Eggs - Over Easy Please.

I learn something new every day. Yesterday I bought eggs at the grocery store for the first time in a few years. We have our own hens, three of them, and they happily lay their eggs around the yard, but lately I haven't been able to find them. They move around if I disrupt their nesting spot and the search is on. In this extreme cold the eggs are usually frozen and cracked by the time I find them, but I wasn't even finding the frozen ones? Where could they be now?
I found out yesterday why I wasn't getting any eggs and his name is Jake. I never knew that horses ate eggs. I wondered what the yellow goop was on the hay in their manger? I watched him - he gobbled up hay from the manger that was covered in yolk. He even ate the shell, without lifting his lip like they do when they're eating something new for the first time. The little brat has been eating our eggs - mystery solved!
No, I'm not going to get him a pet pig so he can make his own bacon too.
It's all part of the unfolding mystery: who is this Jake?
With winter boredom setting in lately he's been Jake the egg-eating cow horse. He has been taunting Gypsy, who is already quite sensitive about her winter weight ("It's just fur - I could use a little alfalfa?"). He grins at her with his toothless grin (after he yanking out three front teeth a few weeks ago) and taunts her, ears back: "Gypsy is a Co-ow! Gypsy is a Co-ow! Betcha you can't outrun me, fatso!" Run, stop, spin, repeat. Great fun for Jake, not so much for Gypsy. She's learned to hide behind one of the huge snowbanks in the yard.
Now I have never worked cattle off a horse, unless you count a trip to a dude ranch in Alberta a few years back. Jake's not getting this idea that he wants to be a cowboy from me, nope. Genetics are powerful tools. His daddy, My Painted Black Jack, probably never saw a cow either, but pappy goes back to some powerful race and working lines.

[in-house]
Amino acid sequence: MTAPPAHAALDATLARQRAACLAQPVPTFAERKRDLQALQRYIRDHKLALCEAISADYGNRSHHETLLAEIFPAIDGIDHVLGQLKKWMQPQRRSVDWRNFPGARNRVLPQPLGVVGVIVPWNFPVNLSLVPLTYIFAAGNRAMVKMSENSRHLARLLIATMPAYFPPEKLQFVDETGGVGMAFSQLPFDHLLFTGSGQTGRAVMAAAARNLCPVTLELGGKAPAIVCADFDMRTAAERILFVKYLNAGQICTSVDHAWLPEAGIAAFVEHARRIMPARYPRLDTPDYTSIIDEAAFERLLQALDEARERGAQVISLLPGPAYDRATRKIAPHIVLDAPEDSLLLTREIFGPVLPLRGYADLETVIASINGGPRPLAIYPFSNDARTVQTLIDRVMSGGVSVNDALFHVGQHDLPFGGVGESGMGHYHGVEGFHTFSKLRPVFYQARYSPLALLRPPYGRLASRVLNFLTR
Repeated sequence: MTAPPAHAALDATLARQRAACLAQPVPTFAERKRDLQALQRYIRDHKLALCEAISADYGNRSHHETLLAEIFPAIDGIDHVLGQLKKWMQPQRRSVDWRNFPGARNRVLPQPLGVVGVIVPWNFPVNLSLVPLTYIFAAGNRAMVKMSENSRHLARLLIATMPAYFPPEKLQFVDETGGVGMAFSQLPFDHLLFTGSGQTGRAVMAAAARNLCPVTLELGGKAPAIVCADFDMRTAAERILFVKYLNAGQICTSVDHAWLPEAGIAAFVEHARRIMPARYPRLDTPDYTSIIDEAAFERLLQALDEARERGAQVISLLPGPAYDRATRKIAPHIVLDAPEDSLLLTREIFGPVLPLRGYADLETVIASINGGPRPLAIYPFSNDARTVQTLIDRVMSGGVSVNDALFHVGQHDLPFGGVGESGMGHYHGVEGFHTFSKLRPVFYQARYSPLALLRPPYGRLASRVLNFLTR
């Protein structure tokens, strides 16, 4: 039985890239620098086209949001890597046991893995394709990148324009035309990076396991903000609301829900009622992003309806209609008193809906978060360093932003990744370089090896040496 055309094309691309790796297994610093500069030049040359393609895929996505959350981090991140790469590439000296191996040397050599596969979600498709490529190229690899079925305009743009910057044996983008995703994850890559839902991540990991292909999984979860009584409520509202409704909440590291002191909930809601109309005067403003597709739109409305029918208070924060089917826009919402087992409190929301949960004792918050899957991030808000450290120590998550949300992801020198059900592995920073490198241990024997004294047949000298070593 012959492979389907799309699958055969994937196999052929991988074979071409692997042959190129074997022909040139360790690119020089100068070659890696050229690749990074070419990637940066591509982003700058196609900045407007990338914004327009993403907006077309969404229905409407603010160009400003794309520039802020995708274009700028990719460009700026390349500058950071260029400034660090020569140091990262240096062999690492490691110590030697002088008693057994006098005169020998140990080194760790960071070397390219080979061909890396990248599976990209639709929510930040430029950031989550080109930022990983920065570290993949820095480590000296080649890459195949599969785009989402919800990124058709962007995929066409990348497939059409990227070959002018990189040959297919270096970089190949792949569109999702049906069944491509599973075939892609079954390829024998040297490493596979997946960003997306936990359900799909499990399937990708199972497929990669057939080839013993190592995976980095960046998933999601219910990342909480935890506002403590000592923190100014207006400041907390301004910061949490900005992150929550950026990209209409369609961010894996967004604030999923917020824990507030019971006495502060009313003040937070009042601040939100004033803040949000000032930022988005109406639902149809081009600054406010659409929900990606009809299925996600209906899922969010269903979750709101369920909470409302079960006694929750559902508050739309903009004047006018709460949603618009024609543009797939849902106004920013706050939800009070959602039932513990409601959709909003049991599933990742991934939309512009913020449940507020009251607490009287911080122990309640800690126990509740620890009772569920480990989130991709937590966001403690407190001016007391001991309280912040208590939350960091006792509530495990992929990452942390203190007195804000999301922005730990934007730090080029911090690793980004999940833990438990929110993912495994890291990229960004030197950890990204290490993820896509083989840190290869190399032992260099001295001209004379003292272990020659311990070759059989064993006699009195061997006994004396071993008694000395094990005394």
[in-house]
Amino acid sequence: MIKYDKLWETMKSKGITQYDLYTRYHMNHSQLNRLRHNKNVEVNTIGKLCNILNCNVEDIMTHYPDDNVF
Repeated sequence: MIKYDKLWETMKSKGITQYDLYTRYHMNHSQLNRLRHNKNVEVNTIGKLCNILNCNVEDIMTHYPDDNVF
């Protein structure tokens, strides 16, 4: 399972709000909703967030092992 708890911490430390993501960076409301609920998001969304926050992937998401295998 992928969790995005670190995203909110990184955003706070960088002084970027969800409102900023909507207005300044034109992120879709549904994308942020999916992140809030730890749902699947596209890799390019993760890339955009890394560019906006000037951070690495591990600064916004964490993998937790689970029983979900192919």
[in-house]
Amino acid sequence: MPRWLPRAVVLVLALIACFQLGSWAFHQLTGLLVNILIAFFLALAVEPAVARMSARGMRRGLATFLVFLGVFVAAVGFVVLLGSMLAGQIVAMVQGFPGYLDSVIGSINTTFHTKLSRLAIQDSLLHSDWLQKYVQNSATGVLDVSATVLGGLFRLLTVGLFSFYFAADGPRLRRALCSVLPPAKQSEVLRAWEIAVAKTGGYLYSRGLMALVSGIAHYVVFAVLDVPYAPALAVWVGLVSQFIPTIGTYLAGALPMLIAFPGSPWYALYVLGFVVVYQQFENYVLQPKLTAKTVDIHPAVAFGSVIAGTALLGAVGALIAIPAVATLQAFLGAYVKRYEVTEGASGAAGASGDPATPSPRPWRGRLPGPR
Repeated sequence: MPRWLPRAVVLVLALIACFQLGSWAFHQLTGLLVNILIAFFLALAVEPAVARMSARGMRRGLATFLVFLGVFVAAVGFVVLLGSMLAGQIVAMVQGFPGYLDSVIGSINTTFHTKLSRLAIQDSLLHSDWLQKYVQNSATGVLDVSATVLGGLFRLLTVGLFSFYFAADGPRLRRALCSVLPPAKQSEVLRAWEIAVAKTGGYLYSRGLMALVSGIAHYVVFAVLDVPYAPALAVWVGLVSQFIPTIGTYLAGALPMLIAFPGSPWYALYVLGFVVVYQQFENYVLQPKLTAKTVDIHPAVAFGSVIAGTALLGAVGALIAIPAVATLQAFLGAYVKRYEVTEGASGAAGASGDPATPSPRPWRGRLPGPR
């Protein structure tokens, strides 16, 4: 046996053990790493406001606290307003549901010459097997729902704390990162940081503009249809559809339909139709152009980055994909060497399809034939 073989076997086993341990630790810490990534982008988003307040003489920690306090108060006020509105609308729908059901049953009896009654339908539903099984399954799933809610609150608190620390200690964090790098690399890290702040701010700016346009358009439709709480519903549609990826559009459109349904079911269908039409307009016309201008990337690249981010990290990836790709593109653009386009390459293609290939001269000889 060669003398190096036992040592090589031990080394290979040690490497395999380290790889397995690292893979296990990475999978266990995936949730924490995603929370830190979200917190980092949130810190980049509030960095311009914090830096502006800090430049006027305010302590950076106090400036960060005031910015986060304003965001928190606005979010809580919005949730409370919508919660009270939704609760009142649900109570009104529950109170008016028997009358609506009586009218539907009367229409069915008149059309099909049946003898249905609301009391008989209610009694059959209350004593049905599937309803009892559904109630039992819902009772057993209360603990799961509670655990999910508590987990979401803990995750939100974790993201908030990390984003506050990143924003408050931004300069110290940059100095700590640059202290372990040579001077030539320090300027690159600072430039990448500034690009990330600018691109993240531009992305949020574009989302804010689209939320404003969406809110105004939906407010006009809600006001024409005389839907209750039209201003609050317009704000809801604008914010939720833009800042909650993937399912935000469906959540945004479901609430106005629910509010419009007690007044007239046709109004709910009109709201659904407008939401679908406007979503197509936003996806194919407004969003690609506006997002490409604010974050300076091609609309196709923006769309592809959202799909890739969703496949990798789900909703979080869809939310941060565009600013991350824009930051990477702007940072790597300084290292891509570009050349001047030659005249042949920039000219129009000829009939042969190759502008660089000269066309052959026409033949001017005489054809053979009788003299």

There's the legendary and colourful Adios Amigos, considered a foundation sire of the American Paint Horse breed, bred by the Miller 67 Ranch of Big Piney, Wyoming, for speed and agility. He was bred to be a ranch horse but went on to found a great family of performance Paints instead. Looking at his photo, I see Jake. 
His other great, great grandpa was Flying Fawago, the founder of one of Nebraska's first Paint Horse families and a champion show horse in two countries. At the time, his breeder was initially embarrassed by the loud-coloured overo cropout from two race and ranch-bred QH parents, leaving the colourful Flying Fawago in the back pasture for the first four years of his life. The stallion was discovered in 1967 by Donna (Loomis) Brown, who saw him in the field and bought him immediately. The stallion moved to Nebraska to become an APHA Champion with points in Western Pleasure, Halter, Hunter Under Saddle, Trail and Western Riding, siring champions from 1968 through 1982.
Jake's daddy had kind of the same story as his ancestors, except it was Glenn Miller of Hillsburgh, ON, who saw him as a yearling and knew he had to have him. My Painted Black Jack was transplanted to Ontario but he must have packed his ranch genes in his luggage. His legacy will now include young Jake.
So in some ways Jake is full of surprises, but in other ways, he's just being true to his history.
Be careful what you breed for, is all I can say.

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